Attached to the letters was a copy of a resolution passed by BBC’s executive committee. The resolution alleges that the CMOBBC circulated documents at the June 11, 2006, annual general meeting (AGM) regarding matters that were before a B’nai Brith International (BBI) court of appeal, which was hearing a case alleging that BBC had improperly adopted the new constitution. The documents, the allegation states, “contained serious and unsubstantiated allegations against the organization and leadership.”
The executive committee further alleges that before and after a ruling was rendered by the appeal court, CMOBBC circulated e-mails that included “defamatory allegations of wrongdoing, both financial and otherwise.”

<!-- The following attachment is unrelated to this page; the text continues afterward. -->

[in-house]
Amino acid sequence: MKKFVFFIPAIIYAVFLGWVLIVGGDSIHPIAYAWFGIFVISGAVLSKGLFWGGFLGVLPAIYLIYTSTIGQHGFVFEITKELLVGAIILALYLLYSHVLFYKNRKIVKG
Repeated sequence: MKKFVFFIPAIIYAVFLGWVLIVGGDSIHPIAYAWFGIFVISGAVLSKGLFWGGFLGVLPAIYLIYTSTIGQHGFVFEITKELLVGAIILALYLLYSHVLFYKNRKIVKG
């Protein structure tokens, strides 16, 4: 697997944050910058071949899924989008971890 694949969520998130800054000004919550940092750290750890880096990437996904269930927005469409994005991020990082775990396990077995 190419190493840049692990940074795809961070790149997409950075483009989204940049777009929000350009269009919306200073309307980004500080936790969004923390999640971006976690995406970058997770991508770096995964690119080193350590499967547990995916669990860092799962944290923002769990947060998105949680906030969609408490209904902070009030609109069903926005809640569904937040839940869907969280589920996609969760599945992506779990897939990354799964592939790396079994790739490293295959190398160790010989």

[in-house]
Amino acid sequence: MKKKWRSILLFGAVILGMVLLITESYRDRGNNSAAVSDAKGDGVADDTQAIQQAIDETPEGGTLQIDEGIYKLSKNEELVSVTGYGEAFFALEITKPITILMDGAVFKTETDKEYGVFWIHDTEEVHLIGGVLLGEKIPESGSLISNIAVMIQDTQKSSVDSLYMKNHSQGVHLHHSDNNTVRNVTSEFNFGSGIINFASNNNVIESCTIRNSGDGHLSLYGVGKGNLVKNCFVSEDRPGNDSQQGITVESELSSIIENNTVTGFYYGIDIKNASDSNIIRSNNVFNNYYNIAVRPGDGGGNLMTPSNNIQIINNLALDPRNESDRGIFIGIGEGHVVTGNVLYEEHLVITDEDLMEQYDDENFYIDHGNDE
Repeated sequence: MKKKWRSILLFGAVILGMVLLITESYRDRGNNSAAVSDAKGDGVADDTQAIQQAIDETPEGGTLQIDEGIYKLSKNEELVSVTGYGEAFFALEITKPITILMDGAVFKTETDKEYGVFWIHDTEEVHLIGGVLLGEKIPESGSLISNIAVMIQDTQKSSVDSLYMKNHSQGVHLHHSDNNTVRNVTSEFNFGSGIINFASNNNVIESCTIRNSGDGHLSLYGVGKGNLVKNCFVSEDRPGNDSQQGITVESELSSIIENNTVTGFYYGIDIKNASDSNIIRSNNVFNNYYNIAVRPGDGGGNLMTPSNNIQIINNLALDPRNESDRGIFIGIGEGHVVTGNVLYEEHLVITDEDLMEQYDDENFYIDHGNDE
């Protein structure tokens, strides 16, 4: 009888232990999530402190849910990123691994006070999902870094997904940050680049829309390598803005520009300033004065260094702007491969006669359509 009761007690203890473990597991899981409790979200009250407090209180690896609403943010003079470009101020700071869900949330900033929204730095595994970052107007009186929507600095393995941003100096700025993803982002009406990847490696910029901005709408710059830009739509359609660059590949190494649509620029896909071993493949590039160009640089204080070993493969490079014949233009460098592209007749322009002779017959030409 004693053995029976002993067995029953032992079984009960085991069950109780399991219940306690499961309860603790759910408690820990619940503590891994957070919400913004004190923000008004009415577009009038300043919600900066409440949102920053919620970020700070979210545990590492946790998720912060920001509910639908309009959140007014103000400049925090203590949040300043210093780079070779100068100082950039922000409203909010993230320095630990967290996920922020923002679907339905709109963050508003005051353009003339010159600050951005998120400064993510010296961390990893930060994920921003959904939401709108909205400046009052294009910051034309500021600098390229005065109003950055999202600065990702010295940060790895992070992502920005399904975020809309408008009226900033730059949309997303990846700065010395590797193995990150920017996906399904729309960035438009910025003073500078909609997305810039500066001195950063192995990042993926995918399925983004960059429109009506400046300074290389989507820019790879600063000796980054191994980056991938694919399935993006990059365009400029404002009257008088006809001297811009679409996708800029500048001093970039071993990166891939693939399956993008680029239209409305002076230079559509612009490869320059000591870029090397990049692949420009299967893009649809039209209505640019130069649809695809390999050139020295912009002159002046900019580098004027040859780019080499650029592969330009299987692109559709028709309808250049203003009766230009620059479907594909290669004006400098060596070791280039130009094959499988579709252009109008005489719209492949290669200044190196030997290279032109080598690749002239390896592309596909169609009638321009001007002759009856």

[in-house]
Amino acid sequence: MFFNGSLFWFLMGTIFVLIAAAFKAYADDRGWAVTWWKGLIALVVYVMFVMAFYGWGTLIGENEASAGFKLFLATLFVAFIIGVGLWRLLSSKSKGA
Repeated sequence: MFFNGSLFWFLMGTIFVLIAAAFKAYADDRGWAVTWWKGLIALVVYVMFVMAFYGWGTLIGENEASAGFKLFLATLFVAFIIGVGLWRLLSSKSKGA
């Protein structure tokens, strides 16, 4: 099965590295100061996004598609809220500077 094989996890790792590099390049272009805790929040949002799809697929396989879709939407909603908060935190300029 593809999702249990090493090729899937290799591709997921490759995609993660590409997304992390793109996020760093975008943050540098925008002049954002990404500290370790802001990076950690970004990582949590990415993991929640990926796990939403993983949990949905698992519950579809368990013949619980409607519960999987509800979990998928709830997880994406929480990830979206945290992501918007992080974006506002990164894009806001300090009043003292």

The executive committee noted that the BBI appeal court issued a gag order “requiring that the parties not discuss this appeal outside this forum.” It also said the conduct of those subject to expulsion has been “harmful to the organization’s best interests and contrary to its mission and the standard of behaviour required of its members.”
Frank Dimant, BBC’s national executive vice-president, said members’ concerns over corporate governance were addressed (on July 20, 2007) by BBI’s court of appeal – a forum chosen by the dissidents. “We do comply with all the necessary items for a corporation, and, quite frankly, I find it strange that members who went through the process of asking BBI court to rule on it” are unhappy with the decision. “It’s the highest court on it. That’s the end of the matter.